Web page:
What Is a Digital Designer?

A digital designer is a professional who applies his or her technical and creative skills to a wide array of careers. If you are technically apt and visually inventive, a career as a digital designer may be an excellent choice. Schools offering Digital Design degrees can also be found in these popular choices.

Career Overview

Typically, digital designers work on multimedia and graphics projects and must be able to create, execute, and edit concepts and layouts for those projects. Depending on the specific career, digital designers may work on projects that range from developing fliers and brochures for ad campaigns to working on 2-D or 3-D animations for a video production. They may develop websites for companies or create video games for consumers.

Important Facts About Digital Designers

Work EnvironmentStudio, office, home
On-the-Job TrainingSome training may be available, depending on employer
Professional CertificationAvailable through many software product vendors
Similar OccupationsWeb developer, art director, desktop publisher

Employment Opportunities

Within the ever-expanding world of digital media, digital design is a growing field, according to the U.S. Bureau of Labor Statistics (BLS, www.bls.gov). The title of 'digital designer' is broad and encompasses the areas of print, video, and multimedia. Digital designers may work in:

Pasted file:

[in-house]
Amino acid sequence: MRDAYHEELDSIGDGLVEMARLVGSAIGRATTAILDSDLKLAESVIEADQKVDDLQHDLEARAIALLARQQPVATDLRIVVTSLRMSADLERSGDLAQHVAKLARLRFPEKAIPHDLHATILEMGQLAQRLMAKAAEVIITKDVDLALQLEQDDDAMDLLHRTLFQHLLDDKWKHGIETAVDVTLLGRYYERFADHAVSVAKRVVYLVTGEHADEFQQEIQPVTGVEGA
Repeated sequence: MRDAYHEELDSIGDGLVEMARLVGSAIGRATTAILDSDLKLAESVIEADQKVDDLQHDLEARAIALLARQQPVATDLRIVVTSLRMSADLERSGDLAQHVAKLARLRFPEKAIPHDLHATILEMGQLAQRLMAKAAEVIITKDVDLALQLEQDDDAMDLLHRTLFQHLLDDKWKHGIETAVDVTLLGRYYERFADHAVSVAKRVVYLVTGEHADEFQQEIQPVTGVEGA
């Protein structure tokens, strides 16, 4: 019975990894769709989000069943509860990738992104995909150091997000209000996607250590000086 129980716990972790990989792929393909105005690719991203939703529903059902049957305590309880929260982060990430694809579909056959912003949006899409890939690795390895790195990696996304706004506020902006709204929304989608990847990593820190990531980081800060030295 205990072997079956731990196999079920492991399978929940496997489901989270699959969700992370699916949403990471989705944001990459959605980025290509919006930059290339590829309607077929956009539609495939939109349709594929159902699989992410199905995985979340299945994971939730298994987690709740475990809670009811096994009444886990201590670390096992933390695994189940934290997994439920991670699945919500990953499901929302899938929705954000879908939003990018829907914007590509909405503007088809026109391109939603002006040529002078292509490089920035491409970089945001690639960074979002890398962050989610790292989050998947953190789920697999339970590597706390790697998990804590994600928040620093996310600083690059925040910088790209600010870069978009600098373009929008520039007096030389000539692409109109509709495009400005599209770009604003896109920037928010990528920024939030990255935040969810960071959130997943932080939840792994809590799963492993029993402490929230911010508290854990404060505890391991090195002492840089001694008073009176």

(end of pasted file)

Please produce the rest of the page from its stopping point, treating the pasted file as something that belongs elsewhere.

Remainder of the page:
• Web design
  • Animation
  • Video game design
  • Graphic design
  • Special effects
  • Advertising
  • Video production

Job Outlook

The U.S. Bureau of Labor Statistics (BLS) provides employment data pertaining to a few digital design-related careers. According to the BLS, the number of working graphic designers is expected to increase 7% between 2014 and 2024. The median salary for these professionals as of 2014 was $45,900.

During the 2014-2024 decade, job openings for multimedia artists and animators were projected to grow 6%. However, slow employment growth may be due, in part, to animation outsourcing. These artists and animators earned a median salary of $63,630 per year as of 2014.

Education and Skills

Designers may be skilled in a variety of computer applications, markup languages, and scripting languages, such as Flash, Autodesk, Adobe Illustrator, PHP (scripting language), and HTML (markup language). Some digital designers attend a college or university and hold a bachelor's or associate's degree in visual communications, digital design, or graphic design, which focuses on not only the technical skills but also the creative aspects of the field. Others may attend a technical school to gain training in particular software or equipment.

While computer and software training and skills are an essential aspect of this career, a substantial portfolio of completed design work is also important. Many digital designers build their portfolios through school, internships, or freelance work.

To continue researching, browse degree options below for course curriculum, prerequisites and financial aid information. Or, learn more about the subject by reading the related articles below:

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